For a station that promotes itself as playing "timeless and memorable music" ... and then features tracks like this alongside some of the most obscure album tracks you've never heard ... and sometimes (as happened the other night) three or four COMPLETELY unknown tracks in a row, it's no wonder that they're quickly making listeners turn away.  (If anything, what they've been featuring of late is the complete OPPOSITE of "timeless and memorable music".  How can it be memorable if you've never heard it before???  And "timeless" if it holds absolutely no listener appeal?) 
Even their new ad campaign, which stresses those tuning in to "listen longer" so you can hear "more music you haven't heard before" is a COMPLETE conflict of interest of what drew listeners in in the first place ... the chance to hear more of the music they grew up with LONG absent from the radio airwaves.  THAT was the drawing card ... not some Gordon Lightfoot album track! 
As we've said SO many times before, when they get it right, it's the best station on the dial to listen to.  But the biggest complaints we've been hearing for the past several months is that there are "too many repeats" (what happened to their 2500 - 3000 song play list?) and the fact that (according to SEVERAL listeners now), you won't EVER hear four good songs in a row.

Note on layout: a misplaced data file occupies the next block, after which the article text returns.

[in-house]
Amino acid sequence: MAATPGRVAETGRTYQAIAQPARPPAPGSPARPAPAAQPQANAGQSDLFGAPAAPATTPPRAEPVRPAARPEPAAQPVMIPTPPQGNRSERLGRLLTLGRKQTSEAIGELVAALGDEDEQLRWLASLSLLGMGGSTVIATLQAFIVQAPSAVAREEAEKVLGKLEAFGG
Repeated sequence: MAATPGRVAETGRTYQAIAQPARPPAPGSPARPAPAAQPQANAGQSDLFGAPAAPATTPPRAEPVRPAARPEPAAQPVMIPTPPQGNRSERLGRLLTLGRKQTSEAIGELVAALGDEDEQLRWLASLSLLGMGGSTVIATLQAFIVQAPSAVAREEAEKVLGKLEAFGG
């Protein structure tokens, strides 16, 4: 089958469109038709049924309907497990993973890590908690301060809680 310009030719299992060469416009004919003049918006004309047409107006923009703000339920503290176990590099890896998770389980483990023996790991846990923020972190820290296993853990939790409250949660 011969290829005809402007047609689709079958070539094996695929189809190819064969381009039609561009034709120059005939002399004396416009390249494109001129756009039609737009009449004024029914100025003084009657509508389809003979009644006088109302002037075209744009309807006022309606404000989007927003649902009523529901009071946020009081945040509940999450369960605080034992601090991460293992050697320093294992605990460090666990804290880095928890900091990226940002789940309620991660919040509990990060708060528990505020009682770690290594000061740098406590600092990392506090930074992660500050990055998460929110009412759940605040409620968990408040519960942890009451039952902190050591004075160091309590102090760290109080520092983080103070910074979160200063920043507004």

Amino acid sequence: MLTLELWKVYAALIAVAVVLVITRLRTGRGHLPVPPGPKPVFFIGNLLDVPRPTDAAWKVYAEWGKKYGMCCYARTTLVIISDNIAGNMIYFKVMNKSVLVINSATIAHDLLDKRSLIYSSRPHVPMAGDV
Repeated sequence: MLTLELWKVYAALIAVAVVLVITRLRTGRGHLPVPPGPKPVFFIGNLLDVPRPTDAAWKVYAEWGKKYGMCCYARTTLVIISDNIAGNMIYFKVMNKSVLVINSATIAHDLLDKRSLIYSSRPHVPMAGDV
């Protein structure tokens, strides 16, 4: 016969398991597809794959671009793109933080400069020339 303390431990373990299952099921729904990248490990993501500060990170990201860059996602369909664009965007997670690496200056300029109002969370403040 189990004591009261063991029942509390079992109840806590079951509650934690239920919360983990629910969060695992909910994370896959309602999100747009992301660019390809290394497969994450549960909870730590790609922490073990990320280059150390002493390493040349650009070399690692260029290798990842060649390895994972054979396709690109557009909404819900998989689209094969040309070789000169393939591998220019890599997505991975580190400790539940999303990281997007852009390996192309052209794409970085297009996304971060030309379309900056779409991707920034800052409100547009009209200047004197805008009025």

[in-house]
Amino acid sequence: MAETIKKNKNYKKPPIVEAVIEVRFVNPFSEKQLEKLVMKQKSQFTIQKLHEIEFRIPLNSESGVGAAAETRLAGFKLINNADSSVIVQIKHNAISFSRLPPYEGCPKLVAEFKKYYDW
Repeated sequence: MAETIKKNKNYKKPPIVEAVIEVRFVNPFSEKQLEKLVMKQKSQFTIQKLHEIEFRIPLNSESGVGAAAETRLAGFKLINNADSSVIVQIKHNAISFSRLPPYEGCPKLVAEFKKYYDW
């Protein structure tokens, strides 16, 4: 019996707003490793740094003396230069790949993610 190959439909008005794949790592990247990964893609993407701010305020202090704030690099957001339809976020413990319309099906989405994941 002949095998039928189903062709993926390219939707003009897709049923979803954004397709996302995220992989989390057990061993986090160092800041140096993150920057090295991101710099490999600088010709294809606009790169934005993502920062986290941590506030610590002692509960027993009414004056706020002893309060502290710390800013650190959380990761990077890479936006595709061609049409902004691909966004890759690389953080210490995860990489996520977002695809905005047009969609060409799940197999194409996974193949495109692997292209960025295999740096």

For the most part, I disagree.  The following represents an actual 35 minute set I heard on the way to work the other morning ... every track in the order it was played.  Simply put, you don't get variety like this anywhere else on the dial ... 
"Joanna" by Kool and the Gang 
"You Wouldn't Listen" by The Ides Of March 
"It's Too Late" by Carole King 
"Guilty" by Barbra Streisand and Barry Gibb 
"I Get Around" by The Beach Boys 
"Your Mother Should Know" by The Beatles 
"Being With You" by Smokey Robinson